Who wrote the famous slogan “Go west, young man, and grow up with the country”? It’s one of the great catch phrases of Manifest Destiny, an exhortation that echoes deep in the soul of Americans long after the closing of the frontier. But when you try to pin down where it came from, it’s suddenly like holding a fistful of water (slight variation on Clint Eastwood theme) or uncovering the genesis of an ancient religious text — especially since nobody has ever found the exact phrase in the writings of either of the men who might have authored it.
Few places inspire more awe than the view of Yosemite Valley from Glacier Point. The Scotsman, John Muir, fell in love with the rugged beauty of the landscape and through his writing and political activism convinced lawmakers to preserve Yosemite Valley and much of the surrounding country.
“Only by going alone in silence, without baggage, can one truly get into the heart of the wilderness. All other travel is mere dust and hotels and baggage and chatter.” –John Muir in a letter to his wife Louie in July 1888
John Muir has inspired Yosemite’s travelers to see under the surface through his poetic imagery: “Climb the mountains and get their good tidings. Nature’s peace will flow into you as sunshine into trees.” Muir, who came to California seeking the solitude of nature, decided to stay—dabbling as a glaciologist, a wilderness activist, and a writer who published persuasive ecological articles with a quill made from a golden eagle feather found on Yosemite’s Mount Hoffmann.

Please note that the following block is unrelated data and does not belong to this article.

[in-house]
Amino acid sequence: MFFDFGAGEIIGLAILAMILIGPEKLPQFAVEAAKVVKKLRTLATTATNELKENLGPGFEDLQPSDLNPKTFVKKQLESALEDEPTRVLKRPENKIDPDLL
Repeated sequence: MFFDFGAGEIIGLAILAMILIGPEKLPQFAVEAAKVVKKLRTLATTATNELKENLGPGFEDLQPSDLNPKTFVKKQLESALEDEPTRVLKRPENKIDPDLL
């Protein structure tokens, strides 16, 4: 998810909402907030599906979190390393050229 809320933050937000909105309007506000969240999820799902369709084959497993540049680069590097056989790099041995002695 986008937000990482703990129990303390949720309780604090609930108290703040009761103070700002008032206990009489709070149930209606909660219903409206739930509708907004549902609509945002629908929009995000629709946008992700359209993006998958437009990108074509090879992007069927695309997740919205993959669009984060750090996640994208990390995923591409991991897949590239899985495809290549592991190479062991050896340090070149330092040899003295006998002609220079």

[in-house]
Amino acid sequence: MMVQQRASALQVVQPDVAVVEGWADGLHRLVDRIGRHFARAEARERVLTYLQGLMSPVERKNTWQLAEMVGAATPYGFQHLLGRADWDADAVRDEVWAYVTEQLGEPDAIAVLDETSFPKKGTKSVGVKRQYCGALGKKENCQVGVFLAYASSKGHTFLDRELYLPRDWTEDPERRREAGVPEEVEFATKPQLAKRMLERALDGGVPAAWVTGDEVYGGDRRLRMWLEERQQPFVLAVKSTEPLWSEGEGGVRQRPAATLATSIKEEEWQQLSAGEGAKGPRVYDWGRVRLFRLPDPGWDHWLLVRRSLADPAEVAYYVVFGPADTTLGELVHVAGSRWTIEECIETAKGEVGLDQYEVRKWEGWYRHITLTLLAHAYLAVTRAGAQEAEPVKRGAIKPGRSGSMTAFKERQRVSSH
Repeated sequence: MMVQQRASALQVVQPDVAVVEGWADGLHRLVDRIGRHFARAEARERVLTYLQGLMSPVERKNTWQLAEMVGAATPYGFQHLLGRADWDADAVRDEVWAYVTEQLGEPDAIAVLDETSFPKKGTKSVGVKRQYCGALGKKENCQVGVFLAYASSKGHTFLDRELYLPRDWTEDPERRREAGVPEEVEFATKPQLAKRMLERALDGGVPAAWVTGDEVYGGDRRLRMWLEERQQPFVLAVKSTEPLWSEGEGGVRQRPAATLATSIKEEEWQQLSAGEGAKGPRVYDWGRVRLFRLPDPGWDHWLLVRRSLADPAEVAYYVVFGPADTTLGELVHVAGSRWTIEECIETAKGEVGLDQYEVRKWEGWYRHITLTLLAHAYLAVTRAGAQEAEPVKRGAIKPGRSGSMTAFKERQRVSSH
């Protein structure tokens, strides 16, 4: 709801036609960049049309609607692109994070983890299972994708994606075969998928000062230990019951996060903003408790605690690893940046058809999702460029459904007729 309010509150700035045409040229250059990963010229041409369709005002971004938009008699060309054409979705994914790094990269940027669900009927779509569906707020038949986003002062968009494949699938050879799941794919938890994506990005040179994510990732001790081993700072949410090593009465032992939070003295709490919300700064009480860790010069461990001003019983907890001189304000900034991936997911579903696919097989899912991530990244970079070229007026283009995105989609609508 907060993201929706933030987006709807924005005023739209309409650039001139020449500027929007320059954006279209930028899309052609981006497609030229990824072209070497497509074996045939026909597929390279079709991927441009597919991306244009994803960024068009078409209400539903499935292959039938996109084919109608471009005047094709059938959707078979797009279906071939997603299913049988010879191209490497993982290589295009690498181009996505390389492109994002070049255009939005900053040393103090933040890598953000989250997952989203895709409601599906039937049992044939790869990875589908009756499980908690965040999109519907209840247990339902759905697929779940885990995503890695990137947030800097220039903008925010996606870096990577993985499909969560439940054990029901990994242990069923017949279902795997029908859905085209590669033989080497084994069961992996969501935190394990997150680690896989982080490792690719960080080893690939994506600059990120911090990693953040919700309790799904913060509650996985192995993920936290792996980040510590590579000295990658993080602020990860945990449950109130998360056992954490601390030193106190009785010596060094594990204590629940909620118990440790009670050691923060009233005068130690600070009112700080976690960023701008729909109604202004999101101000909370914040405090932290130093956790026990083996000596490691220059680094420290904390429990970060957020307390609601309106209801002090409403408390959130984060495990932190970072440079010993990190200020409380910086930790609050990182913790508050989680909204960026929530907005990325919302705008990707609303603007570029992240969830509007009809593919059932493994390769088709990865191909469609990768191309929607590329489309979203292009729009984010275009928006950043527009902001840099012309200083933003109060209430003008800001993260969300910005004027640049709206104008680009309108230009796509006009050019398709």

Fort Ross, located just north of San Francisco and the “Russian River,” was the site of the Russian-American Trading Company. The wooden fort, with its onion dome chapel, still stands.
Fort Ross, once shown on maps as “Fort Russe”, is a remnant of the Russian effort to build a thriving fur industry. This southernmost settlement of the Russian empire was supposed to grow wheat that could be shipped north to Sitka. A secondary goal was to provide an additional source of pelts after the population had been decimated by overharvesting of squirrels, sea lions, otters, and foxes.
At Horseshoe Bend, the Colorado River takes a dramatic turn. (Photo by Omer Salom on Unsplash)
Imagine being the first person to go down the Colorado River and explore the Grand Canyon. That feat was accomplished by John Wesley Powell, a one-armed, former Civil War general. This article by New Mexico author Rich Holzin first appeared in The Daily Kos.
For those who are interested in late 19th Century Western history, today begins an abridged account of one of America’s most outstanding explorers of the Colorado Plateau’s canyon country, and with the proviso a man who certainly was ensnarled with allegations of duplicity given his role in his surveys of the canyon country defined by the Green and Colorado rivers. I am not a typical Powell biographer in the sense I defend the man’s character by turning a blind eye to the charges that were later levied against him by some of his 1869 crew members and the public who, some of them, felt betrayed by his writings. Still, I rise to his defense in some ways, while acknowledging, as he did in his later years, some rather glaring mistakes that he made.